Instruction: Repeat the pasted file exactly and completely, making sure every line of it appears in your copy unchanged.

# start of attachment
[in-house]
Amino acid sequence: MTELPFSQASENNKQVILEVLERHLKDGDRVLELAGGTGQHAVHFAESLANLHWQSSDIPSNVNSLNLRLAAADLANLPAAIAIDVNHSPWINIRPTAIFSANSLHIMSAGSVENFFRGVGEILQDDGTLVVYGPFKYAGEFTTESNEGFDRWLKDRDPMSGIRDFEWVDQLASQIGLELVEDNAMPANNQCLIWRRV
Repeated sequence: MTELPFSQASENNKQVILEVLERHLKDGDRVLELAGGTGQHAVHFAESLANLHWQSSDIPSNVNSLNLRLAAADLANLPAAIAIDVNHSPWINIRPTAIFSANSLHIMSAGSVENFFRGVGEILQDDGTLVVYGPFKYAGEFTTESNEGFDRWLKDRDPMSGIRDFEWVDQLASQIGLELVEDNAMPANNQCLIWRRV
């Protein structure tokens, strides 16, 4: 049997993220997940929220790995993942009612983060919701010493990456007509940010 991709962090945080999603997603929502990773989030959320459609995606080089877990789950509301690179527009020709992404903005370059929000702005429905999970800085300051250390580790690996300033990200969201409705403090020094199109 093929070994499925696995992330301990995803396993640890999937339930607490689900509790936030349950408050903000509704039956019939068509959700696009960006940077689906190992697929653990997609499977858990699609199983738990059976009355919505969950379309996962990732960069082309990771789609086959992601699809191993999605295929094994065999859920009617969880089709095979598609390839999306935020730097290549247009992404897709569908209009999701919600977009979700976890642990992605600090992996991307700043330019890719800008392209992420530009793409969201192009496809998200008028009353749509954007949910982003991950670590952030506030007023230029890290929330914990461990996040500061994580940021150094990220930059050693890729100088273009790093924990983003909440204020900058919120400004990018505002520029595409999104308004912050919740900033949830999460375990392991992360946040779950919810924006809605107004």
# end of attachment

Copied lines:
[in-house]
Amino acid sequence: MTELPFSQASENNKQVILEVLERHLKDGDRVLELAGGTGQHAVHFAESLANLHWQSSDIPSNVNSLNLRLAAADLANLPAAIAIDVNHSPWINIRPTAIFSANSLHIMSAGSVENFFRGVGEILQDDGTLVVYGPFKYAGEFTTESNEGFDRWLKDRDPMSGIRDFEWVDQLASQIGLELVEDNAMPANNQCLIWRRV
Repeated sequence: MTELPFSQASENNKQVILEVLERHLKDGDRVLELAGGTGQHAVHFAESLANLHWQSSDIPSNVNSLNLRLAAADLANLPAAIAIDVNHSPWINIRPTAIFSANSLHIMSAGSVENFFRGVGEILQDDGTLVVYGPFKYAGEFTTESNEGFDRWLKDRDPMSGIRDFEWVDQLASQIGLELVEDNAMPANNQCLIWRRV
């Protein structure tokens, strides 16, 4: 049997993220997940929220790995993942009612983060919701010493990456007509940010 991709962090945080999603997603929502990773989030959320459609995606080089877990789950509301690179527009020709992404903005370059929000702005429905999970800085300051250390580790690996300033990200969201409705403090020094199109 093929070994499925696995992330301990995803396993640890999937339930607490689900509790936030349950408050903000509704039956019939068509959700696009960006940077689906190992697929653990997609499977858990699609199983738990059976009355919505969950379309996962990732960069082309990771789609086959992601699809191993999605295929094994065999859920009617969880089709095979598609390839999306935020730097290549247009992404897709569908209009999701919600977009979700976890642990992605600090992996991307700043330019890719800008392209992420530009793409969201192009496809998200008028009353749509954007949910982003991950670590952030506030007023230029890290929330914990461990996040500061994580940021150094990220930059050693890729100088273009790093924990983003909440204020900058919120400004990018505002520029595409999104308004912050919740900033949830999460375990392991992360946040779950919810924006809605107004």